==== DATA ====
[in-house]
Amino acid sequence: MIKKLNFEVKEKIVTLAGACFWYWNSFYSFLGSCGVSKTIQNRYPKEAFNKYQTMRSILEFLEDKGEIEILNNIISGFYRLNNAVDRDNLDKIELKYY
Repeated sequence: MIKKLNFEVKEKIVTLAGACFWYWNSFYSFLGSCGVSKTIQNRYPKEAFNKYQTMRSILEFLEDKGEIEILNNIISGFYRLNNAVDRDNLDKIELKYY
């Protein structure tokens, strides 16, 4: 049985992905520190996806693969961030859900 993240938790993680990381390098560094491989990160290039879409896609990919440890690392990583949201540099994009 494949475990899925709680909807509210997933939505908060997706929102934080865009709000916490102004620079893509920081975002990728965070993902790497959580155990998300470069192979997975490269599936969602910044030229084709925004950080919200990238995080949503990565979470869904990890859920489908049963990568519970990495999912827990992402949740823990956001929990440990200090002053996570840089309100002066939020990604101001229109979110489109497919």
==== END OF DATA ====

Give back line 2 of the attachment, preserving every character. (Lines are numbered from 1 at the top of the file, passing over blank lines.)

Amino acid sequence: MIKKLNFEVKEKIVTLAGACFWYWNSFYSFLGSCGVSKTIQNRYPKEAFNKYQTMRSILEFLEDKGEIEILNNIISGFYRLNNAVDRDNLDKIELKYY